|Tax bills will vary due to property valuations|
|Written by Wauneta Breeze|
|Thursday, 24 October 2013 18:22|
■ Editor’s note: This is the third in a series examining the assessed valuation of ag land in Chase County and what rising valuation means in determining local tax levies.
By Russ Pankonin
The Imperial Republican
This year’s increase in property valuations for agricultural land in Chase County of slightly more than 22 percent will result in a higher tax bill for those land holders.
In Chase County, the two school districts have increased their tax askings over last year. Wauneta-Palisade Schools asked for $374,084 while Chase County Schools requested $394,324.
The Upper Republican Natural Resources District increased their tax request by more than $850,000 to cover expenses related to the augmentation projects. Their tax asking gets spread across Chase, Perkins and Dundy Counties.
With those tax increases and an increase in rural property valuations, rural property owners will bear a bigger share of the tax load.
Even with ag land valued at 72 percent of market value, ag land owners will still feel the pinch. The rising prices being paid for land is also calculated into the tax valuations for that class of land.
For instance, a center pivot in the Wauneta-Palisade school and Wauneta fire districts that had a market value of $800,000 in 2012 had a tax valuation of $576,000 (72 percent of market value).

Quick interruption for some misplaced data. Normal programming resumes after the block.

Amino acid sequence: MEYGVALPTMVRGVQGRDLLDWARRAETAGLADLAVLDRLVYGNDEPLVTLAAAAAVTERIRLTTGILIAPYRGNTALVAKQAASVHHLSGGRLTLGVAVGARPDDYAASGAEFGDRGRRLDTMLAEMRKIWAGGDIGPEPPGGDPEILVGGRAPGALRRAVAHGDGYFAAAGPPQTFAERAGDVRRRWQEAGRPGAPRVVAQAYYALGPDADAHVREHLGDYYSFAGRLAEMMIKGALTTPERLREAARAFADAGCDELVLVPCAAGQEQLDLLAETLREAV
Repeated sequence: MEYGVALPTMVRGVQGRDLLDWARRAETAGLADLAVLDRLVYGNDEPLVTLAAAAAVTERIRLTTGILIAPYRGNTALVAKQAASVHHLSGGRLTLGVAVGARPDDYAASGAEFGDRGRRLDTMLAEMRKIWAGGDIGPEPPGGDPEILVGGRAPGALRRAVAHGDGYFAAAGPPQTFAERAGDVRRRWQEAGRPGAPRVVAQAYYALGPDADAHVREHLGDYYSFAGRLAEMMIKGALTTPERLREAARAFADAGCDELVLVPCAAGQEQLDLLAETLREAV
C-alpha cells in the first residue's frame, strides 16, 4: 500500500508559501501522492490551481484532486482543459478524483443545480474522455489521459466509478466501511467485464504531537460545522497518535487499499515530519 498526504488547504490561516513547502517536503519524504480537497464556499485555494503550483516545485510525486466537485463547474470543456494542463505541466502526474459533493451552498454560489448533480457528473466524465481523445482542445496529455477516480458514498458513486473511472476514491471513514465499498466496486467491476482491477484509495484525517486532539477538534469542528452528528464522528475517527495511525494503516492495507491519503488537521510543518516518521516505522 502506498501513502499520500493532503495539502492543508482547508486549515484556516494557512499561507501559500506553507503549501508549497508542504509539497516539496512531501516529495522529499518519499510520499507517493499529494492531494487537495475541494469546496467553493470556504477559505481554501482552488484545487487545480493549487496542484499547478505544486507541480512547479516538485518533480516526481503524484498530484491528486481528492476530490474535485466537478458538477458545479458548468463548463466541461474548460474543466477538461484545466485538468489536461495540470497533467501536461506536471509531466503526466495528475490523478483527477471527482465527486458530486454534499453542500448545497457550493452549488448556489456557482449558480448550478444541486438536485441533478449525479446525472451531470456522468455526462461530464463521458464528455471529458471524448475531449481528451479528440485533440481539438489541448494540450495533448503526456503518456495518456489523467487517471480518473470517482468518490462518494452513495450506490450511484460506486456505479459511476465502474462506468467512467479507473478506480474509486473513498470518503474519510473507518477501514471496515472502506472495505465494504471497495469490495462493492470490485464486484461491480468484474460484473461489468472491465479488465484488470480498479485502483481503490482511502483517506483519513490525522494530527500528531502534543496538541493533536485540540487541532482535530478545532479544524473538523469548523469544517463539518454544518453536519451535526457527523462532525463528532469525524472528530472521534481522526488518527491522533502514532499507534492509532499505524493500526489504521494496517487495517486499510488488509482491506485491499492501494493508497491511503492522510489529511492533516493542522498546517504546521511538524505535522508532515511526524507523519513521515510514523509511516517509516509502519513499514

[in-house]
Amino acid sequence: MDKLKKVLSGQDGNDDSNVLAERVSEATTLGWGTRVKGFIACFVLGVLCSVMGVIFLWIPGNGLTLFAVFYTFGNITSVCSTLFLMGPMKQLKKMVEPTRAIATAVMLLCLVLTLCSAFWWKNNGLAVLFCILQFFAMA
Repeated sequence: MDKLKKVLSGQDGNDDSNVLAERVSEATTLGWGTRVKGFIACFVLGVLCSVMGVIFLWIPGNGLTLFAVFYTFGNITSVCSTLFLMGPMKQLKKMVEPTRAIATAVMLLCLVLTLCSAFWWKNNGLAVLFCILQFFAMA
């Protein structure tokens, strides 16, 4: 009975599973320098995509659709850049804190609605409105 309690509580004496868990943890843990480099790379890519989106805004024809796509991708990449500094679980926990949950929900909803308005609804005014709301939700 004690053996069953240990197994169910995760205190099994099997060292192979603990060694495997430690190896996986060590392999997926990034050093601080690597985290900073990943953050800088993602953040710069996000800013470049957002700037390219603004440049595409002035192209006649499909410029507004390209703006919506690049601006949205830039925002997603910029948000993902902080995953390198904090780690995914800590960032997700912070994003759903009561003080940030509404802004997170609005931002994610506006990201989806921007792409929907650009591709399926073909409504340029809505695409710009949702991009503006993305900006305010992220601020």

In 2013, the market value of that pivot increased 22 percent to $976,000, resulting in a tax valuation of $704,000.
Based on the tax askings for 2012, the tax bill would have been $8,882. Even though this year’s tax levy went down from $1.542 to $1.529 per $100 of valuation, that landowner will see an increase in taxes due to a higher valuation to $10,764, or an increase of 21 percent.
For a homeowner in Wauneta, property values fell 1.34 percent in 2013 compared to 2012. In Imperial valuations increased 8.1 percent.
However, because there is more overall valuation in the county thanks to rising ag land prices, the total tax burden is spread out more. However, ag land absorbs a bigger share of the burden.
For instance, a home with a tax valuation of $150,000 in Wauneta in 2012 decreased in tax value by 1.34 percent to $147,990.
In 2012, the property tax for that home would have been $3,022.37. But because of the larger increase in rural valuations spreading out the tax burden, and the reduced valuation in Wauneta, the taxes go down to $2,969, or about a decrease of 1.7 percent.
This year’s tax levy chart appears at the right. To see what impact the rising valuations will have on a tax bill, refer to the levies for the respective tax district the property lays in.
Proportions of your tax dollar
The following shows a proportionate breakdown of where the 2013-14 tax dollar goes.
All property owners in Chase County pay the same county levy regardless of whether they reside in town or in the country.
Because property owners in Imperial and Wauneta also pay city taxes, their proportion of tax dollar changes.
In Imperial, 14 percent of the tax dollar goes to the county. In rural Imperial, because no city tax is collected, the proportion of the tax dollar changes to 22 percent.
However, the two classes of property still pay an equal levy for county expense.